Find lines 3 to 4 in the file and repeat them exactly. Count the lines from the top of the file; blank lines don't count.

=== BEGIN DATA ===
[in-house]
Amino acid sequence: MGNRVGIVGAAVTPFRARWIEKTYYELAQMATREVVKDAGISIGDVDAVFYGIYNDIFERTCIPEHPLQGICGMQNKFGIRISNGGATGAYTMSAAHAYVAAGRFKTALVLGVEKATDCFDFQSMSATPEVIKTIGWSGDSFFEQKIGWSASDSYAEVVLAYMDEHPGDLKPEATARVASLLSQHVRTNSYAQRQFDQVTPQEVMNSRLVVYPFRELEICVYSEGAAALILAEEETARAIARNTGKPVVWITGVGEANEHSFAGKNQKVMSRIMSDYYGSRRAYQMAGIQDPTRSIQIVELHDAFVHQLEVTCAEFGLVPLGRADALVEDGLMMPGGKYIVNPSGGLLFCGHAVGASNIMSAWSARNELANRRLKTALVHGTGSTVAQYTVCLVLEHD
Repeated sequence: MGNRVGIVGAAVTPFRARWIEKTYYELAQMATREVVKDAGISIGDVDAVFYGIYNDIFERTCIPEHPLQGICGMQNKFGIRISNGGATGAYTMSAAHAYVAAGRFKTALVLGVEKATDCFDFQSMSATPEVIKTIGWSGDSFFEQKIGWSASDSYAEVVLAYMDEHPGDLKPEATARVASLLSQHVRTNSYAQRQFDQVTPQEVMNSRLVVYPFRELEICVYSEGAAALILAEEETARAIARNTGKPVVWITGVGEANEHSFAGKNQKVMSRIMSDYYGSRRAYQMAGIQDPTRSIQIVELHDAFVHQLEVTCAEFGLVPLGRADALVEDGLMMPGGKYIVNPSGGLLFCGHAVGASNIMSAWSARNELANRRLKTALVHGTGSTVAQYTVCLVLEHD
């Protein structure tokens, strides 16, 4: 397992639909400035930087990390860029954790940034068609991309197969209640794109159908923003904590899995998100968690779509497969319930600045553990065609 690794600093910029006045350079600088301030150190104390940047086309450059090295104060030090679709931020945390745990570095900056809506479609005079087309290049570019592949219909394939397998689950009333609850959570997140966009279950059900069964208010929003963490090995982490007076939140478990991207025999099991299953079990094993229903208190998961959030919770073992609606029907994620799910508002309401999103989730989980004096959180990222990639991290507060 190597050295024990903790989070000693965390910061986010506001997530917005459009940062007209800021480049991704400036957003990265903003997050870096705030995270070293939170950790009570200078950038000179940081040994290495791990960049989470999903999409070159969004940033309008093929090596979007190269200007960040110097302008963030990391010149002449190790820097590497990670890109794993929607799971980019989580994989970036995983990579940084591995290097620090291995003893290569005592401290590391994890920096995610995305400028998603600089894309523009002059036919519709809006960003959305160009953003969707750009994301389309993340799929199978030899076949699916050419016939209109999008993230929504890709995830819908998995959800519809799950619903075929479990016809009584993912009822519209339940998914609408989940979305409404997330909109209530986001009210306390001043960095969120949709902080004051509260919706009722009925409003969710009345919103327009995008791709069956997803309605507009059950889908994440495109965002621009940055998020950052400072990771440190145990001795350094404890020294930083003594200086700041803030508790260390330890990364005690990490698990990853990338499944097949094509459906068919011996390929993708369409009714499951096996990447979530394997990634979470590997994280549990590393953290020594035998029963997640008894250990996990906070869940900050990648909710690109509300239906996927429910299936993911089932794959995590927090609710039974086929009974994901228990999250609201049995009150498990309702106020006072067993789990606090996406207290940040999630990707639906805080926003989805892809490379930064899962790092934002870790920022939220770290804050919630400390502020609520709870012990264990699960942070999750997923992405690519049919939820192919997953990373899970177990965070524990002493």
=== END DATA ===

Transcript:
Repeated sequence: MGNRVGIVGAAVTPFRARWIEKTYYELAQMATREVVKDAGISIGDVDAVFYGIYNDIFERTCIPEHPLQGICGMQNKFGIRISNGGATGAYTMSAAHAYVAAGRFKTALVLGVEKATDCFDFQSMSATPEVIKTIGWSGDSFFEQKIGWSASDSYAEVVLAYMDEHPGDLKPEATARVASLLSQHVRTNSYAQRQFDQVTPQEVMNSRLVVYPFRELEICVYSEGAAALILAEEETARAIARNTGKPVVWITGVGEANEHSFAGKNQKVMSRIMSDYYGSRRAYQMAGIQDPTRSIQIVELHDAFVHQLEVTCAEFGLVPLGRADALVEDGLMMPGGKYIVNPSGGLLFCGHAVGASNIMSAWSARNELANRRLKTALVHGTGSTVAQYTVCLVLEHD
């Protein structure tokens, strides 16, 4: 397992639909400035930087990390860029954790940034068609991309197969209640794109159908923003904590899995998100968690779509497969319930600045553990065609 690794600093910029006045350079600088301030150190104390940047086309450059090295104060030090679709931020945390745990570095900056809506479609005079087309290049570019592949219909394939397998689950009333609850959570997140966009279950059900069964208010929003963490090995982490007076939140478990991207025999099991299953079990094993229903208190998961959030919770073992609606029907994620799910508002309401999103989730989980004096959180990222990639991290507060 190597050295024990903790989070000693965390910061986010506001997530917005459009940062007209800021480049991704400036957003990265903003997050870096705030995270070293939170950790009570200078950038000179940081040994290495791990960049989470999903999409070159969004940033309008093929090596979007190269200007960040110097302008963030990391010149002449190790820097590497990670890109794993929607799971980019989580994989970036995983990579940084591995290097620090291995003893290569005592401290590391994890920096995610995305400028998603600089894309523009002059036919519709809006960003959305160009953003969707750009994301389309993340799929199978030899076949699916050419016939209109999008993230929504890709995830819908998995959800519809799950619903075929479990016809009584993912009822519209339940998914609408989940979305409404997330909109209530986001009210306390001043960095969120949709902080004051509260919706009722009925409003969710009345919103327009995008791709069956997803309605507009059950889908994440495109965002621009940055998020950052400072990771440190145990001795350094404890020294930083003594200086700041803030508790260390330890990364005690990490698990990853990338499944097949094509459906068919011996390929993708369409009714499951096996990447979530394997990634979470590997994280549990590393953290020594035998029963997640008894250990996990906070869940900050990648909710690109509300239906996927429910299936993911089932794959995590927090609710039974086929009974994901228990999250609201049995009150498990309702106020006072067993789990606090996406207290940040999630990707639906805080926003989805892809490379930064899962790092934002870790920022939220770290804050919630400390502020609520709870012990264990699960942070999750997923992405690519049919939820192919997953990373899970177990965070524990002493």